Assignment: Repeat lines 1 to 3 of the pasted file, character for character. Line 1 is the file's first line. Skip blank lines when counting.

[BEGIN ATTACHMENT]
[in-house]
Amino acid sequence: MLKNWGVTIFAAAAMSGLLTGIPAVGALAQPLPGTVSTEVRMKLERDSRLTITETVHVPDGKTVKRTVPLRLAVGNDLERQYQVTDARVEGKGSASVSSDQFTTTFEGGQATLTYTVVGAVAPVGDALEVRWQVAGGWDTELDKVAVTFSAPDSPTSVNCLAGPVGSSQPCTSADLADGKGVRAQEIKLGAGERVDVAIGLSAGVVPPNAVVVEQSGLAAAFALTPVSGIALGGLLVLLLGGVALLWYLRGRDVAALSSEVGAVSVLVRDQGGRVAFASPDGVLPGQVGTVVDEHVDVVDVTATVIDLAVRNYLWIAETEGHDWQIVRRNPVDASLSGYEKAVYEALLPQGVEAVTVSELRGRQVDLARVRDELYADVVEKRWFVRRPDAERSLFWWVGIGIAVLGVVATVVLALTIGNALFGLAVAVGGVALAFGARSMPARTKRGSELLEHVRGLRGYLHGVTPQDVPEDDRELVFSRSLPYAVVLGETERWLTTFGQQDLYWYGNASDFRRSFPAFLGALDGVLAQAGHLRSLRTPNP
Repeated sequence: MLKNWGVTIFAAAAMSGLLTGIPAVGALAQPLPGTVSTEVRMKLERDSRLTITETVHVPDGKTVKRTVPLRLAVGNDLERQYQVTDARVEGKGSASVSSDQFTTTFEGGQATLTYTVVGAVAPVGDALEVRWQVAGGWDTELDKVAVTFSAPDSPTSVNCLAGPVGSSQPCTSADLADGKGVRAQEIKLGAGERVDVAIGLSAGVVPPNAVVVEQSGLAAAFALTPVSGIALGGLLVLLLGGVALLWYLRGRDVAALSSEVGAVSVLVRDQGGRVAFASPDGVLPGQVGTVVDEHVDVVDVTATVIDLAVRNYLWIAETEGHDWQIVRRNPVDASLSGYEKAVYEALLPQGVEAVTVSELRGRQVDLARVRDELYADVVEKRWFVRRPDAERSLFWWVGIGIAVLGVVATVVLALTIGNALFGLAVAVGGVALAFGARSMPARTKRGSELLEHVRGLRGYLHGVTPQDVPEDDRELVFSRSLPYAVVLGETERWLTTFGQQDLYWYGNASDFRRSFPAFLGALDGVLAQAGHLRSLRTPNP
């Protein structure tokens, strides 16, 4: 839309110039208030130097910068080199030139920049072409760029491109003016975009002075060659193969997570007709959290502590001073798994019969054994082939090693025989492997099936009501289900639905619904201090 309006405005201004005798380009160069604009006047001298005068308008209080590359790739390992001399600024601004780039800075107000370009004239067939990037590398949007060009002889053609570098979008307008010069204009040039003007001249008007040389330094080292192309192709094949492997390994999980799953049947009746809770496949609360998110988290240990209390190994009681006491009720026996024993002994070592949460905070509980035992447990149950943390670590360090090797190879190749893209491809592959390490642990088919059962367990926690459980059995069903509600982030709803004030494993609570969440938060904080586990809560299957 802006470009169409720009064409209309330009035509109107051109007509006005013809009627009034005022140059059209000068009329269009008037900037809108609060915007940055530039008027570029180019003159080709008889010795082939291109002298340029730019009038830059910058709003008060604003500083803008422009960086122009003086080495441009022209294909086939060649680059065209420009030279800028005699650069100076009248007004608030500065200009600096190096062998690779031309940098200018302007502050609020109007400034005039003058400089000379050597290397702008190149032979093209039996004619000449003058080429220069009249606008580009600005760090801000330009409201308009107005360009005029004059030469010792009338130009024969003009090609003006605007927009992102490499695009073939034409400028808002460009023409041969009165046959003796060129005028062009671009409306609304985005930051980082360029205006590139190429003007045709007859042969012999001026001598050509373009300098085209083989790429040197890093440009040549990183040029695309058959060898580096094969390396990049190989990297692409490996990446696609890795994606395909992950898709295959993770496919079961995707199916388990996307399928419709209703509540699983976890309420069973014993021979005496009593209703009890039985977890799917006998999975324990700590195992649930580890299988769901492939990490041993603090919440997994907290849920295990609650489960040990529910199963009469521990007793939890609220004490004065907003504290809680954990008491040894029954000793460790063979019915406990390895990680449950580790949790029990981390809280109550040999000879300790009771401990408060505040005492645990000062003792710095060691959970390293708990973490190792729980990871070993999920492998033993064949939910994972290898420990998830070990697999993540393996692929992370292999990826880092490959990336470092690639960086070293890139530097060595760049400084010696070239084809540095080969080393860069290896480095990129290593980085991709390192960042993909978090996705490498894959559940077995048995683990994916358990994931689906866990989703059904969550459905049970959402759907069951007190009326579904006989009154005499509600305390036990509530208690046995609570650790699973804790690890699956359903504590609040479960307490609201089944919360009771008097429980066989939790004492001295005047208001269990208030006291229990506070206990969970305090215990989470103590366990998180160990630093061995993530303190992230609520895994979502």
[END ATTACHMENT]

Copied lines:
[in-house]
Amino acid sequence: MLKNWGVTIFAAAAMSGLLTGIPAVGALAQPLPGTVSTEVRMKLERDSRLTITETVHVPDGKTVKRTVPLRLAVGNDLERQYQVTDARVEGKGSASVSSDQFTTTFEGGQATLTYTVVGAVAPVGDALEVRWQVAGGWDTELDKVAVTFSAPDSPTSVNCLAGPVGSSQPCTSADLADGKGVRAQEIKLGAGERVDVAIGLSAGVVPPNAVVVEQSGLAAAFALTPVSGIALGGLLVLLLGGVALLWYLRGRDVAALSSEVGAVSVLVRDQGGRVAFASPDGVLPGQVGTVVDEHVDVVDVTATVIDLAVRNYLWIAETEGHDWQIVRRNPVDASLSGYEKAVYEALLPQGVEAVTVSELRGRQVDLARVRDELYADVVEKRWFVRRPDAERSLFWWVGIGIAVLGVVATVVLALTIGNALFGLAVAVGGVALAFGARSMPARTKRGSELLEHVRGLRGYLHGVTPQDVPEDDRELVFSRSLPYAVVLGETERWLTTFGQQDLYWYGNASDFRRSFPAFLGALDGVLAQAGHLRSLRTPNP
Repeated sequence: MLKNWGVTIFAAAAMSGLLTGIPAVGALAQPLPGTVSTEVRMKLERDSRLTITETVHVPDGKTVKRTVPLRLAVGNDLERQYQVTDARVEGKGSASVSSDQFTTTFEGGQATLTYTVVGAVAPVGDALEVRWQVAGGWDTELDKVAVTFSAPDSPTSVNCLAGPVGSSQPCTSADLADGKGVRAQEIKLGAGERVDVAIGLSAGVVPPNAVVVEQSGLAAAFALTPVSGIALGGLLVLLLGGVALLWYLRGRDVAALSSEVGAVSVLVRDQGGRVAFASPDGVLPGQVGTVVDEHVDVVDVTATVIDLAVRNYLWIAETEGHDWQIVRRNPVDASLSGYEKAVYEALLPQGVEAVTVSELRGRQVDLARVRDELYADVVEKRWFVRRPDAERSLFWWVGIGIAVLGVVATVVLALTIGNALFGLAVAVGGVALAFGARSMPARTKRGSELLEHVRGLRGYLHGVTPQDVPEDDRELVFSRSLPYAVVLGETERWLTTFGQQDLYWYGNASDFRRSFPAFLGALDGVLAQAGHLRSLRTPNP